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What is speech therapy and who needs it? ASHS (American Speech-Language-Hearing-Association) explains that “Speech-language pathologists (SLPs) work to prevent, assess, diagnose, and treat speech, language, social communication, cognitive-communication, and swallowing disorders in children and adults.”

There are many reasons adults and children would be prescribed a speech therapist. Leading the way are stroke and accident victims who might be left with cognitive-communication disorders. We often first think of stroke and accidents, brain injuries that impact the brain, but there are many other illnesses that require therapy to gain control over the tongue, vocal cords or larynx.

Benefits of Speech Therapy

When it comes to Alzheimer’s, ALS or dementia, speech therapy provides patients a higher level of independence for longer. It stimulates cognitive ability through activities that lie in the cognitive domain. Individuals learn how to compensate for their deficits enabling them to deal more efficiently with their challenges.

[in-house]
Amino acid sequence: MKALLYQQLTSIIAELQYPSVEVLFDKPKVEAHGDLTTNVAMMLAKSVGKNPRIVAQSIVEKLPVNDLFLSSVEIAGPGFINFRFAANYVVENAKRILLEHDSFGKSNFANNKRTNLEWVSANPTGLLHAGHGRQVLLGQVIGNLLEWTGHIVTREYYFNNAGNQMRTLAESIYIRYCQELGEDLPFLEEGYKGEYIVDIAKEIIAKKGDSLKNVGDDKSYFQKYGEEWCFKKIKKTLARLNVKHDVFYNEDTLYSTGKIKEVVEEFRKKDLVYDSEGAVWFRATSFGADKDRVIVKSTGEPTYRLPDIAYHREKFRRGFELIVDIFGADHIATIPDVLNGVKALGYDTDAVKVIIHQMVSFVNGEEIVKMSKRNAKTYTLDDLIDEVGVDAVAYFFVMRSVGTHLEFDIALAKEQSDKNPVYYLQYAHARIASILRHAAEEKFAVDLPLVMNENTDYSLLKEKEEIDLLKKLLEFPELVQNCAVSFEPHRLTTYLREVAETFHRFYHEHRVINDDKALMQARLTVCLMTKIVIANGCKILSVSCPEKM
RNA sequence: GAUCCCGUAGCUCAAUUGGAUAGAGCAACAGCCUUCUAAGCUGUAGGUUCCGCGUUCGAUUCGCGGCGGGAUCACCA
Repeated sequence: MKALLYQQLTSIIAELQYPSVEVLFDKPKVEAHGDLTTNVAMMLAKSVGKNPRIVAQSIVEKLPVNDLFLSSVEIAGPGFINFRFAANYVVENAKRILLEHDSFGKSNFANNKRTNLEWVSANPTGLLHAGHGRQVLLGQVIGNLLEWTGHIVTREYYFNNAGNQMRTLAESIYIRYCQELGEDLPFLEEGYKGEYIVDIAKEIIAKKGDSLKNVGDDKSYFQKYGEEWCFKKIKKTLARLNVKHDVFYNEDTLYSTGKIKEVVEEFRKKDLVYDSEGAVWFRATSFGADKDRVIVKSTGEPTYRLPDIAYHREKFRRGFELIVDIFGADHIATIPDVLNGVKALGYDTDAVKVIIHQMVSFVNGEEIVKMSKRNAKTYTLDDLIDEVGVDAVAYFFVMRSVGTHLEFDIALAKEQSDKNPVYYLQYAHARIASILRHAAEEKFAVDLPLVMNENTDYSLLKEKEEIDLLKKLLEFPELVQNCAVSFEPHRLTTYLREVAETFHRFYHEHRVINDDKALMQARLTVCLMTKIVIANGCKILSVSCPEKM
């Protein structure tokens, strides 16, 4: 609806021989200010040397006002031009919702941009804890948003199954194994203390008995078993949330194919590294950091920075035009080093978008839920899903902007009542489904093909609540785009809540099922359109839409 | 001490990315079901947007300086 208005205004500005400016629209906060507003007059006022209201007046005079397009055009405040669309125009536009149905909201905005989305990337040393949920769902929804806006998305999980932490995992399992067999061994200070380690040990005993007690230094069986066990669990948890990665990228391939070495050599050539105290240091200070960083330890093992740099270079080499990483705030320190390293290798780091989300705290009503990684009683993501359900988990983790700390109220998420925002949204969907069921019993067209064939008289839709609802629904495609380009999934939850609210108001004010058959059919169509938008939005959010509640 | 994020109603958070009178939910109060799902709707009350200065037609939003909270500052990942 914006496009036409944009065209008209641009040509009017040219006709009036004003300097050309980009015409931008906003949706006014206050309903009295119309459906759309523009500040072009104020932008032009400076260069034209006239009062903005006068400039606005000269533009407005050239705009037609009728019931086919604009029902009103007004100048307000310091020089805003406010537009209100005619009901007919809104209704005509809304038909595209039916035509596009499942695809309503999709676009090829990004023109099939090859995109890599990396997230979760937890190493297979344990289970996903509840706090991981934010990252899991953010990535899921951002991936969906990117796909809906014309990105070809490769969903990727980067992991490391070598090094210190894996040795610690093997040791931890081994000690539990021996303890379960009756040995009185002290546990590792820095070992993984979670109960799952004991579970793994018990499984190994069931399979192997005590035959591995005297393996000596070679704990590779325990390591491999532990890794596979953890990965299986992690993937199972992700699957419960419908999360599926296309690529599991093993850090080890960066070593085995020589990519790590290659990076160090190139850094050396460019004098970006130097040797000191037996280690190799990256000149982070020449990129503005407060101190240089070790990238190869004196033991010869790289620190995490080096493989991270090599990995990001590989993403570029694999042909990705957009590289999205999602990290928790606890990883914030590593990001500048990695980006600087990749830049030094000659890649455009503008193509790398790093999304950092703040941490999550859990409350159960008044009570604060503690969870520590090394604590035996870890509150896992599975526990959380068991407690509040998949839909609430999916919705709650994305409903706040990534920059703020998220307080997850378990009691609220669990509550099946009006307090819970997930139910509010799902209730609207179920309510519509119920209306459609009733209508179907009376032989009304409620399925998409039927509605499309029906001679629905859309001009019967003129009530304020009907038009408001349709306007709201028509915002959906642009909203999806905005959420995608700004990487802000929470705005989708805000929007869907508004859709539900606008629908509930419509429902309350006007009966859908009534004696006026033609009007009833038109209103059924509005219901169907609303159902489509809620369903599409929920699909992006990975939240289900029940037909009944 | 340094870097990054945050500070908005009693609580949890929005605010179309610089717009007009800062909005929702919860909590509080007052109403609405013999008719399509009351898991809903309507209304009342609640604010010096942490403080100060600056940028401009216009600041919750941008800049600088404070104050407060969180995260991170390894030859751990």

The ability to communicate is essential to quality of life and enhances the ability to comprehend and communicate. The domino effect is increased independence and improved self-esteem, important when you are recovering from a life changing event. A benefit to improving the ability to speak is better swallowing functionality.

As far as recovery and outlook, every individual’s situation is unique and specific disorders may require prolonged long term therapy.

The therapist uses different methods to achieve functional language to maximize communication skills. They are specifically trained to assist patients who struggle with many different medical issues and will outline a treatment plan to fit each individual patient.

Not only are communication skills improved but speech therapy can also improve cognitive development which then supports social skills. It is known to improve the wellbeing for dementia patients for these very reasons. It can also help preserve brain function associated with communication, memory and problem solving.

So, if you are wondering, “What do speech therapists actually do?” know that they are highly trained, licensed professionals that work collaboratively with all medical personnel. GoldLeaf Home Health medical services provide speech therapy as part of their exceptional care strategies. It is known to be an intricate segment of the big puzzle that leads to complete wellness for our clients.

*At age 20, we worry about what others think of us. At age 40, we don’t care what they think of us. At age 60, we discover they haven’t been thinking of us at all.
– Ann Landers